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NBA veteran center Jason Collins has become the first male professional athlete in the major four American sports leagues to come out as gay. Collins wrote a first-person account posted Monday, April 29, 2013 on Sports Illustrated's website. He finished this past season with the Washington Wizards and is now a free agent. Here he poses during the Boston Celtics NBA basketball media day on Sept. 28, 2012.Michael Dwyer/The Associated Press

Before he became the first active athlete from one of North America's four major professional leagues to come out as openly gay on Monday, most non-NBA fans had probably never heard of Jason Collins -- a role player now in the twilight of his professional basketball career. His bravery in breaking down that barrier instantly made him a famous name with the sport of powerful personal story that marketers crave. But Bob Dorfman, the creative director at Baker Street Advertising and a nationally recognized sports analyst and author of The Sports Marketers' Scouting Report, says companies will have to tred lightly when trying to capitalize on Collins' story.

What are your general thoughts on how companies/advertisers will react to Collins?

Companies will respond very positively. It would have helped if he was a bigger star. He's not exactly a household name or a household face. It's not like LeBron James is coming out, or someone is a more well-known athlete. Still, the LGBT market they say is close to a $1 trillion market in buying power. There is a lot of opportunity there. There are a lot-of gay-friendly companies that would want to use him in a positive, uplifting sort of message. But there could be a little backlash, where people could say 'that company is just using this gay athlete to take advantage, to make a quick buck off of him.' A company would have to be very careful about how they talk about him as not to be perceived as just taking advantage of him and of the moment.

What companies or categories of sponsors would be interested in him?

There are companies who are more gay-friendly than others. Think of Target, Levis, Apple – some companies have done advertising to that market or at least shown affinity for the market. Then there are conservative markets like Chik-Fil-A and Walmart who would not likely be attracted to that market.

What about opportunities beyond endorsements?

Then I would expect there would be lots of offers for book deals and speaking engagements. People will be very eager to hear his story, how he has dealt with this, why he decided now to come out. He could do very well financially with the "extra" stuff. A lot of people will reach out to him and will want to meet him. He'll be very well-received. I believe it could be worth some seven figures to him. He may be a marginal basketball player, not a star, but it could be worth that much to him in marketing opportunities.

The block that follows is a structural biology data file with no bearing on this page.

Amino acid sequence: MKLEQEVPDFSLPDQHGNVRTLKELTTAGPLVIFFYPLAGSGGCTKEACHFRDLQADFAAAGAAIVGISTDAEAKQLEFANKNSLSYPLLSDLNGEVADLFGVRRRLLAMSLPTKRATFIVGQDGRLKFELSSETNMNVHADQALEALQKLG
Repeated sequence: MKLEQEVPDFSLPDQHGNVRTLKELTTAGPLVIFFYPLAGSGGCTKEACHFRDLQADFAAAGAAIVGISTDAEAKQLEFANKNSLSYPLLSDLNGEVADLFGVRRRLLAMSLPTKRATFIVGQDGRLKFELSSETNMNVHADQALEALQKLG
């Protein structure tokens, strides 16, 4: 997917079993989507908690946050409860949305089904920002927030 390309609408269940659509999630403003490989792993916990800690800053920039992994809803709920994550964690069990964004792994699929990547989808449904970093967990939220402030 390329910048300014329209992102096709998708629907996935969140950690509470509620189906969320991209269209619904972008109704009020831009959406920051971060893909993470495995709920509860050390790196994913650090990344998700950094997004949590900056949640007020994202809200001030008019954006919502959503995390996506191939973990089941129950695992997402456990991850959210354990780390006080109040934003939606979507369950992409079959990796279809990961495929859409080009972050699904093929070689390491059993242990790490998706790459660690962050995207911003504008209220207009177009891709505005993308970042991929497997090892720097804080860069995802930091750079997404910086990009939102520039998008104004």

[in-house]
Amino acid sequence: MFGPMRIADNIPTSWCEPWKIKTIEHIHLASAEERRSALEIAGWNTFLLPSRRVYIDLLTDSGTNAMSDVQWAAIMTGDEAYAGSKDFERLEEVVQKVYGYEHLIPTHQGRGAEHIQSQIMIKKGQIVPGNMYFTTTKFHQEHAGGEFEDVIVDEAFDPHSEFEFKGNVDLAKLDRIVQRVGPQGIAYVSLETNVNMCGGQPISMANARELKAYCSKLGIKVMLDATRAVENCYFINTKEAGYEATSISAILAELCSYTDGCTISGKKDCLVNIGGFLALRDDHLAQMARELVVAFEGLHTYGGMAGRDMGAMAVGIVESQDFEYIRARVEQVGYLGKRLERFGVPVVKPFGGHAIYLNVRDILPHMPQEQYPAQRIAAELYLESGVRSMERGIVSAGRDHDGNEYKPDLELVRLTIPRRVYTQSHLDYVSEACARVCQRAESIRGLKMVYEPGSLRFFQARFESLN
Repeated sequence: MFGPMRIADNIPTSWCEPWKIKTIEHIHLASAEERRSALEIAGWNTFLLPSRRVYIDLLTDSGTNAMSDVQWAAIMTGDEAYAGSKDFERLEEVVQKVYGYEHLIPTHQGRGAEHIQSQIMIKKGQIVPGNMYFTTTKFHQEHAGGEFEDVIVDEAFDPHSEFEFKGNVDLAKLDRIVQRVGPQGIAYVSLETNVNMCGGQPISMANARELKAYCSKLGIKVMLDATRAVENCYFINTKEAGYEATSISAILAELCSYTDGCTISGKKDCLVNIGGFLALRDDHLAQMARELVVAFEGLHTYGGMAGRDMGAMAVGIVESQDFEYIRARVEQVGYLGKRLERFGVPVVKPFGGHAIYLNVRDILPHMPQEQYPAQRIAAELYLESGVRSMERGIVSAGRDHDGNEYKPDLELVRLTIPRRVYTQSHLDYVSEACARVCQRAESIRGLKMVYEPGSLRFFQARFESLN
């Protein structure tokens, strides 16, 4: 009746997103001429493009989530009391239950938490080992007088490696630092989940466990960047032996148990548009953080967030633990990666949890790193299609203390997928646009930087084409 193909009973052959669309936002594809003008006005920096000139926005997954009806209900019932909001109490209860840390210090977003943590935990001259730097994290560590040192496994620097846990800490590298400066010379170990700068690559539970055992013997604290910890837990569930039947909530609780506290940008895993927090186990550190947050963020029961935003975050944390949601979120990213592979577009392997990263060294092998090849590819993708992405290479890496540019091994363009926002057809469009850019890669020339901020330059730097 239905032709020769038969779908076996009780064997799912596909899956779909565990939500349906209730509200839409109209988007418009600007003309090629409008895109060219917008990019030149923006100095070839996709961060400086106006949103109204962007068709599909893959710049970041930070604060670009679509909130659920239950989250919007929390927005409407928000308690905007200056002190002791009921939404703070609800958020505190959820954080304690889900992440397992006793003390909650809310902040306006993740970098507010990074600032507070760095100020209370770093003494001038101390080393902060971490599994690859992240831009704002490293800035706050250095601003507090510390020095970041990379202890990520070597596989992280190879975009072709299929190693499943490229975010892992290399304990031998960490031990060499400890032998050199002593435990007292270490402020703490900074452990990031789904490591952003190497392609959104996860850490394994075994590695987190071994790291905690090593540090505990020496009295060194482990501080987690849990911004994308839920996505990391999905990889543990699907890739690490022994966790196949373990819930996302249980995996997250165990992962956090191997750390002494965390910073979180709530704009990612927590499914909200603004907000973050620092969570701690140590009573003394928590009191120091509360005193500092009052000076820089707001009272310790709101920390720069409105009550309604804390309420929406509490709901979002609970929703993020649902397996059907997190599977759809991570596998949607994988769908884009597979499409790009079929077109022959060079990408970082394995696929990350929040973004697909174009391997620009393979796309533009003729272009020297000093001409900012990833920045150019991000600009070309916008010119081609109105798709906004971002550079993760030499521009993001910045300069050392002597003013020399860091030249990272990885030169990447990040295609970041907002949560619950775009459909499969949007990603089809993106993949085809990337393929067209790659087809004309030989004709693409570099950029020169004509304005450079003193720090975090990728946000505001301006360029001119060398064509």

Will the traditional sports brands – like apparel, sports drinks, soft drinks – be drawn to him?

Traditional jock products like Nike and Gatorade are performance-based products. I think Nike would certainly do something with him, perhaps a political statement or message that indicates they are behind him and what he stands for, without being to hucksterish about it. Nike usually has a tasteful way of handling things like this, although they had a faux pas with Tiger Woods (the 'winning takes care of everything ad'). But I would think they will have a very uplifting sort of message to build around him. I could see him becoming part of the Gatorade stable. I can't see him being the lead or sole athlete in a campaign, but a part of a campaign and a great way for a performance-based company to expand their demographic and reach the large gay and lesbian market.

Any other kinds of companies you could see having interest in working with Collins?

I could perhaps see fashion or grooming product companies being drawn to working with him, without being too stereotypical.

What sort of tone or presentation would you expect from campaigns that might include Collins?

It has to be an uplifting market or it has to be subtle. No company is going to want to hit you over the head with this. This should be an accepted standard, and we are way beyond hearing the hard-core, 'hey, there should be gay athletes, and we're behind them.' We are beyond that, and it was only a matter of time before a gay athlete came out in a big-4 sport. It must be handled matter-of-factly. You might see him in an ad with little or very subtle mention of his name. If you try too hard with this, it can back-fire and look like you are taking advantage. I think he will become a very popular face.